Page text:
Opinion, by Michael Royster
RIO DE JANEIRO, BRAZIL – One of the recurring themes of Brazil’s impeachment controversy has been the oft-repeated claim by Dilma’s supporters that those who stand in line to succeed her—Vice President Temer, Chamber President Cunha and Senate President Renan, all holders of high governmental office—have also committed “high crimes and misdemeanors”.
One idiomatic expression of this argument in English is that Temer, Cunha and Renan are each a “pot calling the kettle black”, or, as succinctly defined by Wikipedia, “guilty of the very thing of which they accuse another.”
There is clearly substance to this argument, as all three are under investigation for corruption and other criminal offenses which should lead to impeachment if they became President. Temer himself, while acting as President during some of Dilma’s travels outside Brazil, signed no fewer than five (5) of the “pedaladas”.
Most serious has been the charge that Cunha, while presiding over the impeachment proceedings in the Chamber of Deputies, was himself guilty of criminal behavior that justifies his removal from that position. Today, May 5, 2016, STF Justice Teori issued an order stripping Cunha of his position as a member of the Chamber of Deputies.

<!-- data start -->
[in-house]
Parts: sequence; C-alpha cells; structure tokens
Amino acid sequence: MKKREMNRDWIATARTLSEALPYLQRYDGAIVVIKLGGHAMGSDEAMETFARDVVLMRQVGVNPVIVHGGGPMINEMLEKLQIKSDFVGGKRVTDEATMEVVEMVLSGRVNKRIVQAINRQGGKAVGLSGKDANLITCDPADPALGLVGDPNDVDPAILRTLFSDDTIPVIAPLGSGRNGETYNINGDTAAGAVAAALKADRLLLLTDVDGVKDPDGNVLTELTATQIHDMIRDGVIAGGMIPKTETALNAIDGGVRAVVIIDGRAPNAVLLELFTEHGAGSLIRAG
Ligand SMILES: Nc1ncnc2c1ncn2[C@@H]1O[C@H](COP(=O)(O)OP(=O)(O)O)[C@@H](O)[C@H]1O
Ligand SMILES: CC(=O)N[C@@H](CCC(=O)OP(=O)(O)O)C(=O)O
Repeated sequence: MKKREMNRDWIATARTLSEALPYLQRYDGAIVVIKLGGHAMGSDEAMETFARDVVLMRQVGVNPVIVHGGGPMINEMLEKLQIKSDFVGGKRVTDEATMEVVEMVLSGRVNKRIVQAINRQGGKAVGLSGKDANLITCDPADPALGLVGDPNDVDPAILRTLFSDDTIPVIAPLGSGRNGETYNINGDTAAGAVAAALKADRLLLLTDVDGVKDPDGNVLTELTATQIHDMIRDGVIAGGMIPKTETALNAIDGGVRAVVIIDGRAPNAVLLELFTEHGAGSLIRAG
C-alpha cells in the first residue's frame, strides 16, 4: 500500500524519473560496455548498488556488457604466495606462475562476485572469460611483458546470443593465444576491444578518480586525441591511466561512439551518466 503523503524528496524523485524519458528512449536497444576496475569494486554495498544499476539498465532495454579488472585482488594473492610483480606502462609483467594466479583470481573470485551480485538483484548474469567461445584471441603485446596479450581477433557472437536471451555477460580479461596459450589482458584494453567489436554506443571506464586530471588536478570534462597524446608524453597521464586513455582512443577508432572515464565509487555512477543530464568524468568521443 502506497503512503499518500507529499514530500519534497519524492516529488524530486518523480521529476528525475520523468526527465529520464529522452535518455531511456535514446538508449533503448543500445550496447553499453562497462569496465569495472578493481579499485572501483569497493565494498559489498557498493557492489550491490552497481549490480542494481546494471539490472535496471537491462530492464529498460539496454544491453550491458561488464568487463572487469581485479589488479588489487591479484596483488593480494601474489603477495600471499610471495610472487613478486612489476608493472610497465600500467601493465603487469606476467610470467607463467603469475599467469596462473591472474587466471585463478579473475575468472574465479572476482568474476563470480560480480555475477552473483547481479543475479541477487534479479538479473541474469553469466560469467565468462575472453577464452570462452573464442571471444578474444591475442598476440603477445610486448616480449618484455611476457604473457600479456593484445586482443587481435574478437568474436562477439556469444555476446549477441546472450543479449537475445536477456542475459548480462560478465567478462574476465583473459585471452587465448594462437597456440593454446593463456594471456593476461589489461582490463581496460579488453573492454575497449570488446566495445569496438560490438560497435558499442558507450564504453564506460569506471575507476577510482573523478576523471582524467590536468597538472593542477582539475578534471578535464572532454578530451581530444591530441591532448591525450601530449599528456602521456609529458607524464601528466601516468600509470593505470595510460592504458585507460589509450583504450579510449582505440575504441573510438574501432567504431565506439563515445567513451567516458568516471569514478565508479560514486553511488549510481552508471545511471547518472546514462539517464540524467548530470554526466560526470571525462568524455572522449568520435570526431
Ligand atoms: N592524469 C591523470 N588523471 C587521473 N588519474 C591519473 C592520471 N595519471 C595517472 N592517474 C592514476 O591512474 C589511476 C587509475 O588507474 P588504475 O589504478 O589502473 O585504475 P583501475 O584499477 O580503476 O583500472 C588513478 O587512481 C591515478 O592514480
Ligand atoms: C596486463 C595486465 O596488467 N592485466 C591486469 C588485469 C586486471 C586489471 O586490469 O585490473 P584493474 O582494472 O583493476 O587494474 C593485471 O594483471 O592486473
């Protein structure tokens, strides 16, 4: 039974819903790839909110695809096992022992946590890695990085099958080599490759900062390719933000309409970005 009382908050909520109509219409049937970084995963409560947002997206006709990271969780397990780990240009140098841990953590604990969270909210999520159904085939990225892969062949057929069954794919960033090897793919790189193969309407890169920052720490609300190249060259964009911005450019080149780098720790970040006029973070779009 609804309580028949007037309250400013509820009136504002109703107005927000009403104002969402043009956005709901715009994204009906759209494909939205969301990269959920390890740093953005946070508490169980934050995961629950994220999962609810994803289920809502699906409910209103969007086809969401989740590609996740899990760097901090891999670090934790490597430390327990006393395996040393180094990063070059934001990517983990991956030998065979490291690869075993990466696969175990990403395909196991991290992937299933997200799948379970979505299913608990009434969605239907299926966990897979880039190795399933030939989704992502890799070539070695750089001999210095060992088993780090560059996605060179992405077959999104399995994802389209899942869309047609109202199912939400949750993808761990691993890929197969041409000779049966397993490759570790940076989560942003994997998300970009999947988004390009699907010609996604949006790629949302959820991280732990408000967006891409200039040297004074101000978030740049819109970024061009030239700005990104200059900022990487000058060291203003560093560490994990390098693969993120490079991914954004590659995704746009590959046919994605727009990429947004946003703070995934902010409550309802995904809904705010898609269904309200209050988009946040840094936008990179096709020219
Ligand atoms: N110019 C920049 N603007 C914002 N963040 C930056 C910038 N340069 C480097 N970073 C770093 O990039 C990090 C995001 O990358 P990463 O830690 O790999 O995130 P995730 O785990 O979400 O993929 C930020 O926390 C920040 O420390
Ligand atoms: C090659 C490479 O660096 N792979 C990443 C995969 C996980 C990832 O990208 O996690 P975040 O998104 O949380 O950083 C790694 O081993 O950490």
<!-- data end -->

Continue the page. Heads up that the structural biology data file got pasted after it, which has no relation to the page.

This measure is extraordinary, because it goes beyond removing him as President of the Chamber – he is no longer even a member of that Chamber, even though voted into office in 2014. The individual order is subject to confirmation by the full STF, but no one doubts that it will be confirmed. The allegations are all well known, and well documented.
Dilma’s supporters will argue it is “too little, too late”. Supporters of impeachment will rejoice because it means there is one fewer pot calling the kettle black, and avoids the possibility that, if Temer himself is impeached, Cunha would, under the Constitution, assume the Presidency.
The Curmudgeon has read lots of dismal news lately, but today is for rejoicing.